Wishing for an American New Year's Eve
Mochi--a must-have Japanese sweet for Oshougatsu or Japanese New Year's--made by Two Ladies Kitchen in Hilo, HI. Photo courtesy of Mena Wang.
Oh the glamour! The style! The fantasy! As the child of immigrants, with my nose pressed up against the glass, it all seemed so exquisitely “American” and romantic, “better” in a way that as a child I had somehow decided that cars with trunks, ten-speed bikes, store-bought clothes, Adidas running shoes, and the symphony must be “better” and “more American,” because they were things “real Americans” (read Caucasian Americans) took for granted but which my sensible immigrant family would never indulge. I thought we were so uncultured and uncouth.
That must have been the attraction of television shows like Dallas and Dynasty, of old black and white movies with Cary Grant and Audrey Hepburn, even today’s obsession with the rich and famous—a chance to ogle the jewels, the ballgowns, the tuxedos, the beautiful and glittering lifestyle. How smoothly “real Americans” glide through life, so charmed and utterly sure of themselves! (Aside: Dr. Wilmer J. Leon III suggests in TheGrio.com that a darker-skinned couple could never have crashed the White House like the Salahis because only the rich and white and blond can exude that kind of confidence and sense of entitlement—and be assumed by white racial profiling to belong.)
I learned about New Year’s Eve from television, movies, newspapers, magazines, comic strips like Cathy, which made clear that it is VERY IMPORTANT to have a date on New Year’s Eve. The jokes were always about starting the long and difficult search for a New Year’s Eve date on January 1, and whether or not to breakup a relationship too close to Thanksgiving.
My family did not celebrate New Year’s Eve that way. We usually went to visit relatives in Los Angeles over the holidays, so I spent many a New Year’s Eve freezing overnight on Colorado Boulevard, staking out seats for the Rose Parade. Then, after the parade, we made our rounds visiting Japanese American friends’ homes for New Year’s Day Oshougatsu—ozone soup, burdock root, sushi, sashimi, tempura, kombu.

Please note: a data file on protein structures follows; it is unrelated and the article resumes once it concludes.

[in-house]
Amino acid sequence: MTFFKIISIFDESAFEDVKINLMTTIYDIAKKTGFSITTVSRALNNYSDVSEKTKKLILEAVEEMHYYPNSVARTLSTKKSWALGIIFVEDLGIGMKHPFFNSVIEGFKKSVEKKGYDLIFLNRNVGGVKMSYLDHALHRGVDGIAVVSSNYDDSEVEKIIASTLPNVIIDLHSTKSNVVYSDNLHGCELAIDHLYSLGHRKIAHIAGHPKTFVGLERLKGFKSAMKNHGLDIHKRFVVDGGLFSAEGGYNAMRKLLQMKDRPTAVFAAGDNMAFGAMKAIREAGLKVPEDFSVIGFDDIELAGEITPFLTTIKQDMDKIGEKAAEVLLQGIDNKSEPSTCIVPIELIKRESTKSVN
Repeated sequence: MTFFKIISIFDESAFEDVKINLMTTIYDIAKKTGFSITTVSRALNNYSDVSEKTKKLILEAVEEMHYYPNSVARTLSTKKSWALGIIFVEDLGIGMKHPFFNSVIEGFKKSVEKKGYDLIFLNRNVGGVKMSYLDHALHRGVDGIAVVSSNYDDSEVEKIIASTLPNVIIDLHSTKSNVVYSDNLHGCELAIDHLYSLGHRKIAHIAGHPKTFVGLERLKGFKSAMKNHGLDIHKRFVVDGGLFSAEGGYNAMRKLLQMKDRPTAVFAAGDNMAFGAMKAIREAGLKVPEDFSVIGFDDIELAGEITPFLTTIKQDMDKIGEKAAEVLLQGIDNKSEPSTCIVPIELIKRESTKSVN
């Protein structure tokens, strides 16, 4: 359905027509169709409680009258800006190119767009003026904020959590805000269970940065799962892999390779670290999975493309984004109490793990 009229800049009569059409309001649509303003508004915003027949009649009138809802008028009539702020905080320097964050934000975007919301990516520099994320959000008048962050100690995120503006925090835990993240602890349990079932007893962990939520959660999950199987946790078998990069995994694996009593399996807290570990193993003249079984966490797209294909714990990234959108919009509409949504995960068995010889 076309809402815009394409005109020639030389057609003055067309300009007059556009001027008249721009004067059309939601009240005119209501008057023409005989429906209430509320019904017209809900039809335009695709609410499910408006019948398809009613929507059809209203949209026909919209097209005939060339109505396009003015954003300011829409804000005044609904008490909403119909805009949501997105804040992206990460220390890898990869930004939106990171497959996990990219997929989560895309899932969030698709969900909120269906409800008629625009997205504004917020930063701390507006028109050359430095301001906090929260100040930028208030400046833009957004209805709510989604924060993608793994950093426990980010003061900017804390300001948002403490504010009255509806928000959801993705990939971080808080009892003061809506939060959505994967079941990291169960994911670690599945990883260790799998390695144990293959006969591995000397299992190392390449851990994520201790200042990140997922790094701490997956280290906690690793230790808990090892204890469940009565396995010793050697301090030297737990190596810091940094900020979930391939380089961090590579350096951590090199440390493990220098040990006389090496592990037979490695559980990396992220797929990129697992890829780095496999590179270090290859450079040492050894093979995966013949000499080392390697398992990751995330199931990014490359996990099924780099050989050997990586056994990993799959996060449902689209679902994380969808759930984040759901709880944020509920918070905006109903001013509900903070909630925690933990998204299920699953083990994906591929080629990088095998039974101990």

The one time in my life I ever had a shiny new beau during the New Year’s season, I was so excited when he invited me to share New Year’s Eve with him and his family in Chicago. My first New Year’s Eve Party! A big city filled with skyscrapers! Sparkling lights and fancy hotels! Airports! Taxis! We even attended a wedding together (another first for me). He made reservations for dinner and dancing at the top of a big downtown hotel. I bought the perfect little black dress. I curled my hair. I put on makeup and jewelry. I turned around, and he was asleep. It was 10 pm.
Clearly this was not going to be my American dream.
That little black dress still hangs in my closet, never worn, as a reminder against imbuing things with too much meaning, weighting the details with too much additional “Americanness,” desiring the invitation to the ball too much. Perhaps two of my children were born on New Year’s Eve to help me create a new meaning, my own meaning, for this day.
Frances Kai-Hwa Wang is a second-generation Chinese American from California who now divides her time between Ann Arbor and the Big Island of Hawaii. She is editor of IMDiversity.com Asian American Village, lead multicultural contributor for AnnArbor.com, and a contributor for New America Media's Ethnoblog. She is a popular speaker on Asian Pacific American and multicultural issues. Check out her website at franceskaihwawang.com, her blog at franceskaihwawang.blogspot.com, and she can be reached at firstname.lastname@example.org.